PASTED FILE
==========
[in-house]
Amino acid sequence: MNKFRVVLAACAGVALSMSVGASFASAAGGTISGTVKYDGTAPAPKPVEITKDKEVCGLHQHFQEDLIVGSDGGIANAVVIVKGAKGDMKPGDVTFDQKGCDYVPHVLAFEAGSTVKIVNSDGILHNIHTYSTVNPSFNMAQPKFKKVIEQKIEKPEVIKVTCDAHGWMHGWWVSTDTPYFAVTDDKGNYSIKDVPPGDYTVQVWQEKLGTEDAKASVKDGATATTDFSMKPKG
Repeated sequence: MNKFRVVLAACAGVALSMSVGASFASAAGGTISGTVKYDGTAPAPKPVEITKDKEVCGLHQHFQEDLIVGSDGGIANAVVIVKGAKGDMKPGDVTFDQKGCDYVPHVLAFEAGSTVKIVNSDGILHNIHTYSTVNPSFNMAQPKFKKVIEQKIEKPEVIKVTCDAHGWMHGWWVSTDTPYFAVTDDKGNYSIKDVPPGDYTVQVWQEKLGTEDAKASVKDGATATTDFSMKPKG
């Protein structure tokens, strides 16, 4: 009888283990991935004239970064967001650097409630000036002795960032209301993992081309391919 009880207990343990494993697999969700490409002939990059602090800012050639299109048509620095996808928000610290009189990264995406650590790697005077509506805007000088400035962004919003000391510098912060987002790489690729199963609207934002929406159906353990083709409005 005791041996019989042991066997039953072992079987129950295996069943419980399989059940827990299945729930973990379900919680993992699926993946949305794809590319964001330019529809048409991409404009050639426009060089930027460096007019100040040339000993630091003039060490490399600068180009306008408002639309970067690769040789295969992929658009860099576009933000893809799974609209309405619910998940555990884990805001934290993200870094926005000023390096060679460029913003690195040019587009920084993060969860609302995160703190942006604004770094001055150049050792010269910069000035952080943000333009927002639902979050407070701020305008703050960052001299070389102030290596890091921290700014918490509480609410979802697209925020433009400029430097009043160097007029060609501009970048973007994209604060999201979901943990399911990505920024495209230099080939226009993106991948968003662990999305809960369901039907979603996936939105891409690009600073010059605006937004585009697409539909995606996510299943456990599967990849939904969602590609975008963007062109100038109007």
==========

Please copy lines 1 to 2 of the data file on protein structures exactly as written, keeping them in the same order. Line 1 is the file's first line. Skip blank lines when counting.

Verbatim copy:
[in-house]
Amino acid sequence: MNKFRVVLAACAGVALSMSVGASFASAAGGTISGTVKYDGTAPAPKPVEITKDKEVCGLHQHFQEDLIVGSDGGIANAVVIVKGAKGDMKPGDVTFDQKGCDYVPHVLAFEAGSTVKIVNSDGILHNIHTYSTVNPSFNMAQPKFKKVIEQKIEKPEVIKVTCDAHGWMHGWWVSTDTPYFAVTDDKGNYSIKDVPPGDYTVQVWQEKLGTEDAKASVKDGATATTDFSMKPKG